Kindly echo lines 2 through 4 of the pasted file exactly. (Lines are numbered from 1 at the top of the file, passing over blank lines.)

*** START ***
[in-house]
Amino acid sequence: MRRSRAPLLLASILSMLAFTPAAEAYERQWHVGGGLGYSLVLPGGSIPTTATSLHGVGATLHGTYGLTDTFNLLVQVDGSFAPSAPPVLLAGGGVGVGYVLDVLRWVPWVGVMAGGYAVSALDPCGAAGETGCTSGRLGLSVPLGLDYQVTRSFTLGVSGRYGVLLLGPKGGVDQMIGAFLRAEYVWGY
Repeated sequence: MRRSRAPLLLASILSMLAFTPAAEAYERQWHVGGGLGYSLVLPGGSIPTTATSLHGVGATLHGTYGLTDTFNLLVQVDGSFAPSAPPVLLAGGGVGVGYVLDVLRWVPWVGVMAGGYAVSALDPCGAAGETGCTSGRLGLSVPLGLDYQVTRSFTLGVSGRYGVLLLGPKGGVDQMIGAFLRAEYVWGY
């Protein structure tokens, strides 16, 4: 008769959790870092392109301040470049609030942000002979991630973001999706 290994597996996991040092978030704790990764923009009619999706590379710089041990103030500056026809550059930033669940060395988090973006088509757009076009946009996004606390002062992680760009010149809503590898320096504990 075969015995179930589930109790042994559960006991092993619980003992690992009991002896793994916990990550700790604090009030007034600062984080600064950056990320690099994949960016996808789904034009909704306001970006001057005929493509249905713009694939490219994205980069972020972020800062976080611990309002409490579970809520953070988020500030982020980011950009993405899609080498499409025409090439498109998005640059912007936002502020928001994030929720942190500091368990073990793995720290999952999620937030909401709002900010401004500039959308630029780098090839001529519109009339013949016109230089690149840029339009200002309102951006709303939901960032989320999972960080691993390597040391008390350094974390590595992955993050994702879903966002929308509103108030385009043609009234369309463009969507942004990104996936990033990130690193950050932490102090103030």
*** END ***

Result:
Amino acid sequence: MRRSRAPLLLASILSMLAFTPAAEAYERQWHVGGGLGYSLVLPGGSIPTTATSLHGVGATLHGTYGLTDTFNLLVQVDGSFAPSAPPVLLAGGGVGVGYVLDVLRWVPWVGVMAGGYAVSALDPCGAAGETGCTSGRLGLSVPLGLDYQVTRSFTLGVSGRYGVLLLGPKGGVDQMIGAFLRAEYVWGY
Repeated sequence: MRRSRAPLLLASILSMLAFTPAAEAYERQWHVGGGLGYSLVLPGGSIPTTATSLHGVGATLHGTYGLTDTFNLLVQVDGSFAPSAPPVLLAGGGVGVGYVLDVLRWVPWVGVMAGGYAVSALDPCGAAGETGCTSGRLGLSVPLGLDYQVTRSFTLGVSGRYGVLLLGPKGGVDQMIGAFLRAEYVWGY
């Protein structure tokens, strides 16, 4: 008769959790870092392109301040470049609030942000002979991630973001999706 290994597996996991040092978030704790990764923009009619999706590379710089041990103030500056026809550059930033669940060395988090973006088509757009076009946009996004606390002062992680760009010149809503590898320096504990 075969015995179930589930109790042994559960006991092993619980003992690992009991002896793994916990990550700790604090009030007034600062984080600064950056990320690099994949960016996808789904034009909704306001970006001057005929493509249905713009694939490219994205980069972020972020800062976080611990309002409490579970809520953070988020500030982020980011950009993405899609080498499409025409090439498109998005640059912007936002502020928001994030929720942190500091368990073990793995720290999952999620937030909401709002900010401004500039959308630029780098090839001529519109009339013949016109230089690149840029339009200002309102951006709303939901960032989320999972960080691993390597040391008390350094974390590595992955993050994702879903966002929308509103108030385009043609009234369309463009969507942004990104996936990033990130690193950050932490102090103030």